In our 649th issue:
Senator Dianne Feinstein, Chair of the Senate Intelligence Committee, has introduced a bill designed to bolster some of the worst NSA surveillance programs and grant new authority to the NSA to engage in surveillance. Senator Feinstein is touting this proposal as a way to address the problems with uncontrolled NSA spying, but don’t be fooled: it’s a fake fix. The Fake Fix is already out of committee and the Senate could begin voting on it soon. Please act quickly to help us defeat this terrible bill.
If you're outside the US, you can take action by telling companies to demand accountability and transparency.
Last month thousands converged in Washington D.C. in a demonstration against the National Security Agency's mass surveillance.
We delivered hundreds of thousands of signatures from concerned individuals to Congress.
How Can the New York Times Endorse an Agreement the Public Can't Read?
The New York Times' editorial board has written what amounts to an endorsement of the Trans-Pacific Partnership (TPP), even as the actual text of the agreement remains secret. That raises two distressing possibilities: either in an act of extraordinary subservience, the Times has endorsed an agreement that neither the public nor its editors have the ability to read. Or, in an act of extraordinary cowardice, it has obtained a copy of the secret text and hasn't yet fulfilled its duty to the public interest to publish it.
Apple Issues First Transparency Report, Includes "Warrant Canary"
Yet another one of the nine companies originally implicated in the PRISM program has released its first transparency report. Apple joins the ranks of Google, Yahoo, Facebook, and others that have issued reports that detail the number of requests the companies receive from governments for user data.
Three Leaks, Three Weeks, and What We've Learned About the US Government's Other Spying Authority: Executive Order 12333
A Washington Post article has revealed that the National Security Agency has been siphoning off data from the links between Yahoo and Google data centers, which include the fiber optic connections between company servers at various points around the world. This is not part of the PRISM collection or the business records program under Section 215 of the Patriot Act, but a separate program under what appears to be Executive Order 12333.
A Closer Look at Patent Troll Demand Letters: A Dangerous Problem that Must Be Fixed
Patent litigation is notoriously complicated and expensive, making it the perfect tool for patent trolls. Trolls use the costs of litigation as a threat to demand quick settlements. Even worse, they know how to ask for the right amount of money at the right time, and those demands are not part of the public record. That's why we led a large coalition this summer to launch Trolling Effects, a database of demand letters, open to the public.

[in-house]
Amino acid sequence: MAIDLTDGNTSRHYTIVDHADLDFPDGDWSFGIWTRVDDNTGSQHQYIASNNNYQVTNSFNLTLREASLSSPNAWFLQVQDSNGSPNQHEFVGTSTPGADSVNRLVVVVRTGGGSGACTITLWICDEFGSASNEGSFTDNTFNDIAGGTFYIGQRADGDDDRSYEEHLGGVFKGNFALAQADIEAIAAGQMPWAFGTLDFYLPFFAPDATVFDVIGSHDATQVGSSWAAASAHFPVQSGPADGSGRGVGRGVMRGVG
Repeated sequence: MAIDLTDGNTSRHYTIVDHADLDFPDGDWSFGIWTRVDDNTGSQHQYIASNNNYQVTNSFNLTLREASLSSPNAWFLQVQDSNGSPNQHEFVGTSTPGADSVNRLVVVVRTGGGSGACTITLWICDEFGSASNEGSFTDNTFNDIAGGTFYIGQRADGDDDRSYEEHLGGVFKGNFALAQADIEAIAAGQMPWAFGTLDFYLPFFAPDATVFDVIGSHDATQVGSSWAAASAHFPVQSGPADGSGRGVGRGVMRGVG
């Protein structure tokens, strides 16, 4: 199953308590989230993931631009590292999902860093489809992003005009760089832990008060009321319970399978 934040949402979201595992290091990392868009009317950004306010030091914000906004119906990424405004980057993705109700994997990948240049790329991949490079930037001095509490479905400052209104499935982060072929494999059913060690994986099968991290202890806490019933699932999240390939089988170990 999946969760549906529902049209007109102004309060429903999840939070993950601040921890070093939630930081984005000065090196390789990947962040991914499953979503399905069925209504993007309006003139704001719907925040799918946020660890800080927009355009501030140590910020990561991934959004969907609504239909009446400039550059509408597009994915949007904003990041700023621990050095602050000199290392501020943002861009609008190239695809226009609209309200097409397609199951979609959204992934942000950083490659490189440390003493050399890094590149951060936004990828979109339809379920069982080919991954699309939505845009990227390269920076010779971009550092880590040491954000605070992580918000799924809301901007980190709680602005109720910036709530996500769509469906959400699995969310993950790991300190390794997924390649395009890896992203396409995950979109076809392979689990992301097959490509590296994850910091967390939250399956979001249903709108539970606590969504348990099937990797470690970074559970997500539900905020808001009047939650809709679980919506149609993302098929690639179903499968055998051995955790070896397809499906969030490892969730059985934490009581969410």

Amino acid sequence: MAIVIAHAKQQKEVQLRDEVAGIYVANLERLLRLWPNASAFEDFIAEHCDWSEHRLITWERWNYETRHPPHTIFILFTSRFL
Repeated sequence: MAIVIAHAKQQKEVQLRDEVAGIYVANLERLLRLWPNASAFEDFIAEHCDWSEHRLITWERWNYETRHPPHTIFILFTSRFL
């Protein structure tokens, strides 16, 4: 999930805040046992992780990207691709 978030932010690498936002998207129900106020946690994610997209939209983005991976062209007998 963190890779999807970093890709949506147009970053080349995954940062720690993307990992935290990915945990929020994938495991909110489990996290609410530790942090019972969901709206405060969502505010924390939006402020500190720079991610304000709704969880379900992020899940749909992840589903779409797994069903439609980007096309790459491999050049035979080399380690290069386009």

A Trademark Troll Rises--and Falls: EFF Asks Court to Shut Down Ridiculous Trademark Claims
Another day, another silly trademark claim—but even silly claims can have real consequences for folks who don’t have the resources to fend them off. That’s why EFF today filed an amicus brief in the case of Fortres Grand v. Warner Brothers. This case involves a dispute over a fictional product—a software program called ‘Clean Slate’—that appeared in a Batman movie.
Digital Citizen is a monthly Arabic/English bilingual review of news, policy, and research on human rights and technology in the Arab World.
Guardian's NSA Filed Decoded
The Guardian, one of the papers behind many of the NSA reporting in recent months, has produced this interactive feature synthesizing what the revelations mean for you.
Al Gore: NSA spying is "outrageous" and "unacceptable"
Speaking at an event in Canada, former Vice President Al Gore slammed the NSA programs revealed by Edward Snowden's leaks as "completely unacceptable."
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Editor: Parker Higgins, Activist
EFFector is a publication of the Electronic Frontier Foundation.
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Aaron Swartz Hackathon
In San Francisco and cities around the world, people are gathering for hackathons to work on projects and causes to which Aaron Swartz, the late programmer and activist, dedicated his life. The San Francisco event begins at the Internet Archive on Friday evening and features speeches from EFF Legal Director Cindy Cohn and others, then moves to Noisebridge for two days of hacking. Some events, including San Francisco's, may require RSVPs.
November 6-8, 2013
San Francisco, CA, and other cities.
Speakeasy: Mesa with HeatSync Labs
EFF and HeatSync Labs are teaming up in Mesa! Visit your friendly neighborhood hackerspace and discover the latest developments in advancing digital freedom. Hosts from EFF: International Director Danny O'Brien, Activist Trevor Timm, and Media Relations Coordinator Dave Maass.
November 8, 2013
McGill University - The Participatory Condition
EFF's Jillian York will participate in the "The Participatory Condition," an international colloquium hosted by McGill University.
Techno-Activism Third Mondays
Techno-Activism Third Mondays (TA3M) are informal meetups that occur on the same date in many cities worldwide. It is designed to connect techno-activists and hacktivists who work on or with circumvention tools, and/or are interested in anti-censorship and anti-surveillance technology.
November 18, 2013
San Francisco, CA
Hacks and Hackers SF
At monthly Hacks and Hackers meetups, journalists and computer programmers get together to talk about how they can help each other out. This month, EFF Activist Parker Higgins will be speaking about the importance of encryption for working journalists and what tools are available.
November 21, 2013
San Francisco, CA